Archaeology, University of Leicester
Roman Britain was a rural provice. That the majority of the citizens lived in rural comunities is undisputed. However, much of what is known of the province during the Roman period is concerned with those aspects that are related to Roman culture in Britain. This changed in the last two decades with extensive excavations being undertaken into the rural landscape of Roman Britain and the subsequent results being published.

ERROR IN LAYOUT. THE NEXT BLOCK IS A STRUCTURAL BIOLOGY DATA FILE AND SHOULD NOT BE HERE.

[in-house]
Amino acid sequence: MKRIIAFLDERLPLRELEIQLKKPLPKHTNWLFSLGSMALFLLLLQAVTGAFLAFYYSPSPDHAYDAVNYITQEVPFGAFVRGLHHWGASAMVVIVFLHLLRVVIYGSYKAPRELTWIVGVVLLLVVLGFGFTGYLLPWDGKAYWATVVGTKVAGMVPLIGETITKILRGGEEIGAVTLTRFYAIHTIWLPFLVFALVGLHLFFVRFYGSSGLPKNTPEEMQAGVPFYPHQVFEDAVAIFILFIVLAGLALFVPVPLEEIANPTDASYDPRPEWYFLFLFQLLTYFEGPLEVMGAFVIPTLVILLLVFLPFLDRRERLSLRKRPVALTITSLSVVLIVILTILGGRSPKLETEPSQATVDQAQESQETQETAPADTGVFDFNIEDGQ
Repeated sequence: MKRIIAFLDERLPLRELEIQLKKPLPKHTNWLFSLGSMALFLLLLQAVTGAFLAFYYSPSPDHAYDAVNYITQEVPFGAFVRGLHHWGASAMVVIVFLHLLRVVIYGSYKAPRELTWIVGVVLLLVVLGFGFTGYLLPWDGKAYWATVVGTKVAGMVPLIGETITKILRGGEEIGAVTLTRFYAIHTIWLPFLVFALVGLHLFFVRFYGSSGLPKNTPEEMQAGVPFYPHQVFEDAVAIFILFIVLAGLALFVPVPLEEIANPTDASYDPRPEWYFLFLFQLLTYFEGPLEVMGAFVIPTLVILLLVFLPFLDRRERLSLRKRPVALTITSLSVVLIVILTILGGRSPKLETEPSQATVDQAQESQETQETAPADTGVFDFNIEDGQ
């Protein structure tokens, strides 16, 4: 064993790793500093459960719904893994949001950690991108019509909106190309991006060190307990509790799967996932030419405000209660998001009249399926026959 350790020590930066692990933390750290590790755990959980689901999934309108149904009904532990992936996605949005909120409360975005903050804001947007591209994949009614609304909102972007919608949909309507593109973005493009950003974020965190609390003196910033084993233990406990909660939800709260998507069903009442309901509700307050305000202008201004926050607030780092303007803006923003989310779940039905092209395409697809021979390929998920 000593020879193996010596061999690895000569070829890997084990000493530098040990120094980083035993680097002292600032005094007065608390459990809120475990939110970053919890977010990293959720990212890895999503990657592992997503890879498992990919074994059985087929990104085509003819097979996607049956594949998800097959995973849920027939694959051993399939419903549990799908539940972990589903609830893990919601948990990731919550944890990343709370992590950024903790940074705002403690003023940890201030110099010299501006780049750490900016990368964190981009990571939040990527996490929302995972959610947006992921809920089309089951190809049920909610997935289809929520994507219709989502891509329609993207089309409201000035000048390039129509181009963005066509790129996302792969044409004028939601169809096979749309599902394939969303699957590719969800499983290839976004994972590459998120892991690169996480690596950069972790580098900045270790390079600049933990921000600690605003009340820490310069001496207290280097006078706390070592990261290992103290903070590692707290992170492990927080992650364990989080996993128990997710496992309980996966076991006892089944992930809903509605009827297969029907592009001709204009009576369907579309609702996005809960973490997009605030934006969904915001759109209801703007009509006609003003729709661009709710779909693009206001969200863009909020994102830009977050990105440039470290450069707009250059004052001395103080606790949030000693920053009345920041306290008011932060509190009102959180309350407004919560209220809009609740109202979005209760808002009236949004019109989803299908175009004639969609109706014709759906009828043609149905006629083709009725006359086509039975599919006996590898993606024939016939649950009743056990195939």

This research is a continuation of this increase in interest in the rural communities of Roman Britain. My thesis is an investigation into the Southern region of Roman Britain across the four centuries of Roman rule in the province. The thesis will investigate rural communities across the region, from the eastern county of modern-day Kent to the far edges of Dorset. My thesis seeks to understand how these different communities lived, how their economies functioned, the impact of material culture on their lives and how their religious/ritualistic activities shaped their world-view. In doing so, this thesis will seek to understand how both the Roman presences and their own cosmology impacted upon and the rural communities and the ways in which the Romans in Britain had to adapt to the lived reality on the ground. A diachronic analysis will also show how these different rural communities underwent significant changes throughout the four centuries of Roman rule. The way in which Roman imperialism impacted on these communities, as well as the way in which these communities developed or adapted their existing cosmologies to face these new challenges is the central concern of this thesis.